I am currently completing AMEB grade 7 piano. I have also completed AMEB grade 5 theory. This assignment is for my year 12 (final year of high school)musicianship individual study. The aim of the assignment is to attempt to teach 2 or more individuals (they will be between the ages of 13 to 16, currently studying music theory) a skill, mine being piano. I already have made arrangements and organised who I will be teaching. The emphasis is being placed on 3 key things.
1. To research different techniques, methods and resources needed to design a series of lessons.
2. Reflection and analysis of each individual lesson.
3. The improvement and growth of the students.
The aim of this forum is to gain knowledge and explore the different techniques/resources/methods that are out there for piano teachers and their students. From this, in conjunction with additional research, I hope to gain a great understanding of what is really out there and determine which avenues I wish to pursue as I undertake the next steps of the assignment. Also, I wish to thank everyone who has already given me so much information and have pointed me in the right direction.
Posted By: R0B
Re: Tips on teaching piano to beginners - 02/03/13 03:24 PM
Just wish I had this kind of opportunity when I was at school.
Best of luck with your assignment :-)
Please keep us posted.
Posted By: pamluvskk
Re: Tips on teaching piano to beginners - 02/03/13 09:57 PM
Kudo's to you. The first thing you should ask the student is: "What kind of music background do you have?". Try to get to know as much as you can on the first lesson. The first lesson is the most challengin! Then, go to a music store and look at the course books. Be sure to consider the age of the student that you are choosing the materials for. You will open a book, think of that student and you'll know. The book will resonate with you for that student. Basics first, try to remember your first music lesson, do you? Best of luck to you! Your students will love you and what you are doing!
Posted By: Elissa Milne
Re: Tips on teaching piano to beginners - 02/06/13 02:15 PM
Hey there, pdiraunmo! This is a very weird assignment for Year 12 Music, so I'm wondering if you can clarify it a little... Is this the assignment *everyone* in the class has been given, or is it a project you and your high school teacher have devised as part of your Year 12 coursework?
From a bit of googling it looks as if South Australia is the only state to differentiate Musicianship as an area of study in Year 12 Music courses, but the course structure doesn't seem to support your project - so I'm assuming another state has a Musicianship element to the Year 12 course, and it's just not coming up in curriculum documents that google can find for me tonight...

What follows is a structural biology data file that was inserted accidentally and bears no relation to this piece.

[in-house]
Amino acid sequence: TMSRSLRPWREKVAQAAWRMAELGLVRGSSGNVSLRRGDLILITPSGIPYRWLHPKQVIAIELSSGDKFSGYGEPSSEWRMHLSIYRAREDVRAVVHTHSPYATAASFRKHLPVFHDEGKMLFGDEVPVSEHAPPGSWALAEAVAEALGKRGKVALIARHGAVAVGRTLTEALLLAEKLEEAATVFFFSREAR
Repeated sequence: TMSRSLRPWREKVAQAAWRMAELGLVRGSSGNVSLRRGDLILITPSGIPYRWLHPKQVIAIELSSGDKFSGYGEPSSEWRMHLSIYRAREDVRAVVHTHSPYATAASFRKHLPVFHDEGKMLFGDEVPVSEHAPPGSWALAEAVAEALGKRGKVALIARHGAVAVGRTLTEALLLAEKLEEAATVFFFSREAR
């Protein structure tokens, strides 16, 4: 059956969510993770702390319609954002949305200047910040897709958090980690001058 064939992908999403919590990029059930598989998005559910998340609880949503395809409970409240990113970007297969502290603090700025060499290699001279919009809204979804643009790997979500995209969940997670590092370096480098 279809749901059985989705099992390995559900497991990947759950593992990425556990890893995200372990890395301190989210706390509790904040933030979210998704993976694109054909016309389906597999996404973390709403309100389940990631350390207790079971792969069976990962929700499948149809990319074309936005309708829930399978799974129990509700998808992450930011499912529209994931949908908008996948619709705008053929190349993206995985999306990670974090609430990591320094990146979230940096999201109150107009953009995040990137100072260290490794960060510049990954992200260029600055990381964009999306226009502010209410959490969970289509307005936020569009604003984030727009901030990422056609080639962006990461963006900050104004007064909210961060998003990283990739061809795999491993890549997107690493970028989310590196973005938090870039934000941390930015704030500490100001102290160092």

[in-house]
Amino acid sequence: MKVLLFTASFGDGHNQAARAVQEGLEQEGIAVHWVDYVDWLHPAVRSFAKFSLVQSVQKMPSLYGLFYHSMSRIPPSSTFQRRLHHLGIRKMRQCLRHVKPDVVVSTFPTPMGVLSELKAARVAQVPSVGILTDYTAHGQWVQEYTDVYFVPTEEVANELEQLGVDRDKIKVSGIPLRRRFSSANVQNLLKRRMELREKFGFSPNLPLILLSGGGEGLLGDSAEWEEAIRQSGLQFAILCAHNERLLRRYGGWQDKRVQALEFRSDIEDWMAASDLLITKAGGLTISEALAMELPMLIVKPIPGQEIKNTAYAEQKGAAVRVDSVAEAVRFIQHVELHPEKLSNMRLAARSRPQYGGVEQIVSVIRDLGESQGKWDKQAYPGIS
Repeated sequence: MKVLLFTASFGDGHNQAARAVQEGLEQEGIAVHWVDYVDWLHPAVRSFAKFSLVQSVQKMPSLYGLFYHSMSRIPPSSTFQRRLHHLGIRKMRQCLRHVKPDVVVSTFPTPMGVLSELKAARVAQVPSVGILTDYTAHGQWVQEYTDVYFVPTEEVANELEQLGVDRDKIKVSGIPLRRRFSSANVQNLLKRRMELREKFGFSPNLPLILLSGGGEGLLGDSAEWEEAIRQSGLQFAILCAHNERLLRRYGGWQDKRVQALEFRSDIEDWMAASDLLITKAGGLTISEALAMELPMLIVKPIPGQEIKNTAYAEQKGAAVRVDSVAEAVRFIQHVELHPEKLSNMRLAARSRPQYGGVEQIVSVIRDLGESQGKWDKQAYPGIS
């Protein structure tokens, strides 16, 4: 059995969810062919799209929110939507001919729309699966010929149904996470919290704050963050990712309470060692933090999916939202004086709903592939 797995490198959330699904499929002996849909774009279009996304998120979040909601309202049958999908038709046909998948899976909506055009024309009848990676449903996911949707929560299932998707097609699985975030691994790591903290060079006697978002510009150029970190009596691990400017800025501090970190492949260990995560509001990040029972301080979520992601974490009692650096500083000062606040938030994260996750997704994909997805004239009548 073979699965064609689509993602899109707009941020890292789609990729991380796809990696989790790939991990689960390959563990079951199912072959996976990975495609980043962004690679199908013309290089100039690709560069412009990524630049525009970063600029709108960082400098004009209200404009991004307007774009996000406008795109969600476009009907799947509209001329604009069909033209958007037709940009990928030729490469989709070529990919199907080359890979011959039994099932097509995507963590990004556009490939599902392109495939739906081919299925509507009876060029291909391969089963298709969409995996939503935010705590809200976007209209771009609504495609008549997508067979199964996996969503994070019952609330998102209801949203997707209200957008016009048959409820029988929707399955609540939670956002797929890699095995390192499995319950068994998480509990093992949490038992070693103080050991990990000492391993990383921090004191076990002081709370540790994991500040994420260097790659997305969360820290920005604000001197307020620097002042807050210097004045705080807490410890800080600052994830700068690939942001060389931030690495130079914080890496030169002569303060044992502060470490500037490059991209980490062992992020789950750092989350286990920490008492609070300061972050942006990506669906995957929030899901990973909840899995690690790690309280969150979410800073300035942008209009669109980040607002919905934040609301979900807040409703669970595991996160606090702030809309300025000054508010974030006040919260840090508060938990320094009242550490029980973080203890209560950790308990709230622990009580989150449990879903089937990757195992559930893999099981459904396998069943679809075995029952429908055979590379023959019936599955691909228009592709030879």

In any case: go to your piano teacher for mentoring with this. Don't rely on any of us here - we can't possibly give you good advice without knowing LOADS about your students and about you.
Teaching teenager beginners is a real challenge for even very experienced teachers mostly because there are not a lot of teaching materials designed for this age/developmental stage. There have been some big improvements in adult beginner methods over the past 15 years or so, and I'd suggest you look at the Hal Leonard Student Piano Library Adult Method as a good example of a method that might work with your proposed students.
But for you to gain anything substantial from this assignment you need to have an experienced piano teacher mentoring you. Feel free to send me a message on facebook (I'm the only Elissa Milne there) if you'd like me to put you in touch with someone fabulous from your part of the world (if I can), if you don't actually have a piano teacher yourself at the moment.
What's really intriguing me about this assignment is that it seems that the real task is to explore what is involved in teaching a skill, and you just happen to be choosing piano as the skill you will teach. What are the skills your classmates will be teaching? How will your assignment be assessed? These are the kinds of questions that need to be answered if you want to get appropriate support in your learning. We could all give you advice that will do you no good at all, because we don't understand the criteria the teacher will be using to assess your work.
The outline you've given doesn't sound like a *music* assignment at all, but rather an *education* assignment (lesson preparation, reflexion on the lessons given, reportage of student development), and this is what's making me think it's a really, really weird assignment for you to be doing as part of a Year 12 Musicianship course, where the skills that are being examined are your understanding of music theory/notation and contextualised performance skills (such as transposition, for example).
But weird things do happen in this world, and for this purpose God gave us raisable eyebrows. :-)
Again, feel free to be in touch with me for specific recommendations, and good luck!!!